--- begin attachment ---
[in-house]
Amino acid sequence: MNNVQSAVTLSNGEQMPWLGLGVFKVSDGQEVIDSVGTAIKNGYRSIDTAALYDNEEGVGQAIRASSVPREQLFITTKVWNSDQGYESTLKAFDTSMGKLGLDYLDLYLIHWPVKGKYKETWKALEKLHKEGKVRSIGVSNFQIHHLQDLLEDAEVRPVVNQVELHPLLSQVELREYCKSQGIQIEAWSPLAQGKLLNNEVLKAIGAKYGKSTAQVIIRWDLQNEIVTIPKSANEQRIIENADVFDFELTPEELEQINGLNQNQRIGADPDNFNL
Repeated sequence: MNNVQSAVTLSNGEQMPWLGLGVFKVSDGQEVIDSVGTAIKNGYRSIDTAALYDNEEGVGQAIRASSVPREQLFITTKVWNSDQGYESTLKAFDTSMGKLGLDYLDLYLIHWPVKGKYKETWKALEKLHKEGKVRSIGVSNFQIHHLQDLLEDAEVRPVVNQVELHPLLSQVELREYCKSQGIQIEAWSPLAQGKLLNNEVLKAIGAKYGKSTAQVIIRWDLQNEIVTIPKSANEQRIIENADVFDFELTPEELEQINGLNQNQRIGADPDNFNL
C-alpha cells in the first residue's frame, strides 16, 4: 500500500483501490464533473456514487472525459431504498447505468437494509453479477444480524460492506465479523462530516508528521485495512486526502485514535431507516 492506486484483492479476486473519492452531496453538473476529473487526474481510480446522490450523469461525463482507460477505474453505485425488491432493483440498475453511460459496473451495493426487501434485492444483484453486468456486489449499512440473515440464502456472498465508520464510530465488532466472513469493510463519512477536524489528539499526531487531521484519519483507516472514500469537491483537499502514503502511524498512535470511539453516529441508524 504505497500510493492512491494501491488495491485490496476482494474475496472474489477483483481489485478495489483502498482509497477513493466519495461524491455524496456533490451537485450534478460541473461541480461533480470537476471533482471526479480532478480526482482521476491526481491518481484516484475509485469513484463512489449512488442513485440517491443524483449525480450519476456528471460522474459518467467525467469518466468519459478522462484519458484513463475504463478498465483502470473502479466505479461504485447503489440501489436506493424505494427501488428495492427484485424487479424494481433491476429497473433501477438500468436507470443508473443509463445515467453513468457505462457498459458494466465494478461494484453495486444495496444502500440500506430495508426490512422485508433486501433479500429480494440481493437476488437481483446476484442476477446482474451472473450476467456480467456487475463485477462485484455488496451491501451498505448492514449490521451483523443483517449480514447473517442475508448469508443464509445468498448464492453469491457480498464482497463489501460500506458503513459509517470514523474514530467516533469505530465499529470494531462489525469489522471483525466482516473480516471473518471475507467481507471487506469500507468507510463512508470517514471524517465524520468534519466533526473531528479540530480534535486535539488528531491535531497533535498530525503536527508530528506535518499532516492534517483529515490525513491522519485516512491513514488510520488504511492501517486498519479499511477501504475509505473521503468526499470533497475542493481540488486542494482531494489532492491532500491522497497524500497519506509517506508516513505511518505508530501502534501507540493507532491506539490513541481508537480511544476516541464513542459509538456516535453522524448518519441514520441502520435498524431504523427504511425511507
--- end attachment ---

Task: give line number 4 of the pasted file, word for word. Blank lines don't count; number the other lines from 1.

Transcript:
C-alpha cells in the first residue's frame, strides 16, 4: 500500500483501490464533473456514487472525459431504498447505468437494509453479477444480524460492506465479523462530516508528521485495512486526502485514535431507516 492506486484483492479476486473519492452531496453538473476529473487526474481510480446522490450523469461525463482507460477505474453505485425488491432493483440498475453511460459496473451495493426487501434485492444483484453486468456486489449499512440473515440464502456472498465508520464510530465488532466472513469493510463519512477536524489528539499526531487531521484519519483507516472514500469537491483537499502514503502511524498512535470511539453516529441508524 504505497500510493492512491494501491488495491485490496476482494474475496472474489477483483481489485478495489483502498482509497477513493466519495461524491455524496456533490451537485450534478460541473461541480461533480470537476471533482471526479480532478480526482482521476491526481491518481484516484475509485469513484463512489449512488442513485440517491443524483449525480450519476456528471460522474459518467467525467469518466468519459478522462484519458484513463475504463478498465483502470473502479466505479461504485447503489440501489436506493424505494427501488428495492427484485424487479424494481433491476429497473433501477438500468436507470443508473443509463445515467453513468457505462457498459458494466465494478461494484453495486444495496444502500440500506430495508426490512422485508433486501433479500429480494440481493437476488437481483446476484442476477446482474451472473450476467456480467456487475463485477462485484455488496451491501451498505448492514449490521451483523443483517449480514447473517442475508448469508443464509445468498448464492453469491457480498464482497463489501460500506458503513459509517470514523474514530467516533469505530465499529470494531462489525469489522471483525466482516473480516471473518471475507467481507471487506469500507468507510463512508470517514471524517465524520468534519466533526473531528479540530480534535486535539488528531491535531497533535498530525503536527508530528506535518499532516492534517483529515490525513491522519485516512491513514488510520488504511492501517486498519479499511477501504475509505473521503468526499470533497475542493481540488486542494482531494489532492491532500491522497497524500497519506509517506508516513505511518505508530501502534501507540493507532491506539490513541481508537480511544476516541464513542459509538456516535453522524448518519441514520441502520435498524431504523427504511425511507